Three completely unrelated thoughts are on my mind right now.


This morning after I piddled with some administrative stuff (the bane of my existence) I decided that I would indulge myself in something I’ve not had the time to do in a while, which is write the sermon while at Starbucks sipping yummy coffee.  This is something that helps me think in terms of people and where they are at in their lives as I write the sermon.  Thursday is sermon writing day, so off I went.  But, alas, there was no place for me to sit!  Every last chair in the coffee house was taken.  That has never happened to me before.  I pondered what can it mean?  I format it in a multiple choice.

A)  The economy is getting better and people have more disposable income to buy designer coffee.
B)  The economy is getting worse and all these people are unemployed and killing time at Starbucks.
C)  Starbucks is doing a lot better as a corporation and reclaiming a larger portion of the market share.
D)  I have an annoying habit of over analyzing random and unrelated events.

Before you write off choice (C) you better read this.


It saddened me to hear this morning that Alaska Airlines will no longer be putting Scripture cards in their meals.  I am not going to punish or say I am upset with Alaska for this; after all, no one else has ever done that kind of thing but it does make me sad.  Why?  I do not know, but it is that it is further proof that we are losing something in our culture.  What is it that we are losing?  No, it is not faith in God–the strength of our faith does not hinge on corporations and their actions–what we are losing is anything unique or distinctive.  The prayer cards were one thing that made Alaska Airlines stand out.  Now they will, to me, just be another bland corporation that bends the knee to an angry minority.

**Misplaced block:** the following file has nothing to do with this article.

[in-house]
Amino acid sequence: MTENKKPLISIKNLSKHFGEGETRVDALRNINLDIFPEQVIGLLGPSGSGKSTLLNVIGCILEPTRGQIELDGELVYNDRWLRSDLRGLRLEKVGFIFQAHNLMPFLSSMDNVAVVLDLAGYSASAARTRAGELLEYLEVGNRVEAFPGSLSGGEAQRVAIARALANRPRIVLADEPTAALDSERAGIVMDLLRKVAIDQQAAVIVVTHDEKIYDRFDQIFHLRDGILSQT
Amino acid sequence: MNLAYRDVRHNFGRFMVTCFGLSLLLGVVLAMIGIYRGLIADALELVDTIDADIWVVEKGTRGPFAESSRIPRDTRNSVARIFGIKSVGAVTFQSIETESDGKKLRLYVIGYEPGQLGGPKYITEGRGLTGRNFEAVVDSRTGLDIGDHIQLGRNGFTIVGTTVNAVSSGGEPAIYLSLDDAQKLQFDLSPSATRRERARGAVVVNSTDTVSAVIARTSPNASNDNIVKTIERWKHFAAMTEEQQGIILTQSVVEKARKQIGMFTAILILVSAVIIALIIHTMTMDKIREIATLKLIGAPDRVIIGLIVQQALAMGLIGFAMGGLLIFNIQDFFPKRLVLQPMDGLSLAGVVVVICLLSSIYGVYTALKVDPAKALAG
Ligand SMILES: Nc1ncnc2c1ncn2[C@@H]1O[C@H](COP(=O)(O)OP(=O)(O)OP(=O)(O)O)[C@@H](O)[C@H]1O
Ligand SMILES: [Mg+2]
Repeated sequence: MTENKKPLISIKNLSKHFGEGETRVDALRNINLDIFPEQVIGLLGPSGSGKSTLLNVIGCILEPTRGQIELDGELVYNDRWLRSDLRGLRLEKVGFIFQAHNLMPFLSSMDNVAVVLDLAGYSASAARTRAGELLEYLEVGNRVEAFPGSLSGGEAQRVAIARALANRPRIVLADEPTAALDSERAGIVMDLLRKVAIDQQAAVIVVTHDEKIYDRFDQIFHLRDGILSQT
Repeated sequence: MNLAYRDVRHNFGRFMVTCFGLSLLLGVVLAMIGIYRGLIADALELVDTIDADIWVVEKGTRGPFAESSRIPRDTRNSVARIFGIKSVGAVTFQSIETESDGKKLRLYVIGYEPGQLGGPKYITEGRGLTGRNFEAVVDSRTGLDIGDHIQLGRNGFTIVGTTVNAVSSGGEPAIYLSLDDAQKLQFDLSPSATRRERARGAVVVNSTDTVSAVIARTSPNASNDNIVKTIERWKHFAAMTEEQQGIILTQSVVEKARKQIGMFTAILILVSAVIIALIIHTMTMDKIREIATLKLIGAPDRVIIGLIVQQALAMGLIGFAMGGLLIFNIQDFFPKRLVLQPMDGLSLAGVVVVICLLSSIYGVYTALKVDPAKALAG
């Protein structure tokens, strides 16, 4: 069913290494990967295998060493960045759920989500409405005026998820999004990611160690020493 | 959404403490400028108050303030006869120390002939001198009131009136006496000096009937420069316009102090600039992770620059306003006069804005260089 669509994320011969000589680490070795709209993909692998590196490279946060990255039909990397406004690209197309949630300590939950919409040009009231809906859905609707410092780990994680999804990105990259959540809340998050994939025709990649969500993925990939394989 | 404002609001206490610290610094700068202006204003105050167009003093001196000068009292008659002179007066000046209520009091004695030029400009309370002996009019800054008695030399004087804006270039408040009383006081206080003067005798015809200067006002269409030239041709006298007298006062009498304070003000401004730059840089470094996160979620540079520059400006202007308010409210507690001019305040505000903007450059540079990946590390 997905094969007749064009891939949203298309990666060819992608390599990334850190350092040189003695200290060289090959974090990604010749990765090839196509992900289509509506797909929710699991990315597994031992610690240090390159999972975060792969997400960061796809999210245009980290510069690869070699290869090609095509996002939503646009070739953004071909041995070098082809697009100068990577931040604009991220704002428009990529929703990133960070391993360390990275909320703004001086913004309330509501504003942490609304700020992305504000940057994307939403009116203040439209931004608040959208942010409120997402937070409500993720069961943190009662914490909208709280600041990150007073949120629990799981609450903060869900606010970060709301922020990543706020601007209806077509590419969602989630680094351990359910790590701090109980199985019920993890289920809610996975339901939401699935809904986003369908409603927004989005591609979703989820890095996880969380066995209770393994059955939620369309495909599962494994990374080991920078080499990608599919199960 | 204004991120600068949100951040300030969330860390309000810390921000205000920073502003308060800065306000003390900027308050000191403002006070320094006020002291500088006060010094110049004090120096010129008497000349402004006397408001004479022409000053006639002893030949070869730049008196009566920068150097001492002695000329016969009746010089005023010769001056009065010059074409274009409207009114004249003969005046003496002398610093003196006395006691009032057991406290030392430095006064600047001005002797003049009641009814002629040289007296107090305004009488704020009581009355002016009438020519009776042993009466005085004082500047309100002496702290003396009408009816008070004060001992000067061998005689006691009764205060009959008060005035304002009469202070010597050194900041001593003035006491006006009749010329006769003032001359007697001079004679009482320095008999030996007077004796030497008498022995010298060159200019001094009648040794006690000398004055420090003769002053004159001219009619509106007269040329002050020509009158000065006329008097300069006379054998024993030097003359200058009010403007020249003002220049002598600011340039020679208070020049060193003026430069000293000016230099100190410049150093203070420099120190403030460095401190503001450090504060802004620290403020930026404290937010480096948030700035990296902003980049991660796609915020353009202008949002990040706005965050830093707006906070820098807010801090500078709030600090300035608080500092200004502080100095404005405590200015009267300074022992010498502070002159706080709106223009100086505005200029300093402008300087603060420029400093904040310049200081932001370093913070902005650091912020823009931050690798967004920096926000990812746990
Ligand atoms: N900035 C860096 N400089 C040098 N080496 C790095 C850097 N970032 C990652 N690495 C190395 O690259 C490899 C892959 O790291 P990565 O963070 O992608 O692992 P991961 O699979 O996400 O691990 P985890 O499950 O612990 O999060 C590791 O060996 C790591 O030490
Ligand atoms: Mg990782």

Last night I fried chicken for our small group and I experimented a bit with the recipe, and I’ve come to a conclusion.  The secret to great fried chicken is buttermilk, paprika and a cast iron skillet.  Nothing else really matters.  It doesn’t matter what else happens to the chicken or how much time is involved, if those three elements are present the fried chicken will be great.  Case in point–last night I didn’t have time to soak the chicken in buttermilk for 24 hours, so I just marinated it for about 15 minutes.  That 15 minutes was sufficient for taste buds exploding with joy.


Tonight for dinner I cooked up a great home cooked meal.  It is one of our family favorites.  We had fried chicken, mashed potatoes, gravy, cabbage, and buttermilk biscuits.  I cheated a little in that the fried chicken was strips, not a whole chicken.  It is just so much easier to fry up those yummy strips of breast meat, but usually I cut up a whole chicken because my wife my likes the wings and my daughters prefer legs.  I compensated for this by making the gravy white cream gravy—Mrs. Greenbean’s fave instead of my preference of brown gravy.  The cabbage was the veggie of choice, but it could have been anything . . . even green beans!


Several people have asked, in the past, for my buttermilk biscuit recipe so, I though this would be a good time to share it.  There really are only three active ingredients, but I’ve found procedure and order makes a difference.  About three years ago I went through a season when I worked out every possible variation on buttermilk biscuits until I found my preferred method.  Yours may differ.


Active Ingredients

self-rising flour, buttermilk, vegetable shortening.

Spices:  salt, pepper, garlic (just a little if you like), and sugar.



Fill a bowl with self-rising flour.  How much?  Ever how many biscuits you want to make.  Put salt, pepper, (garlic), and sugar into the flour and mix well.  Then cut into the flour the vegetable shortening.  I scoop it out in half teaspoon measures, until I think it is enough.  If you don’t get enough, don’t worry, you can add more.  After putting in the shortening, use hands to work the shortening into the flour.  The flour will eventually “bead” into a coarse powder.  If it doesn’t do this, add more shortening until it does.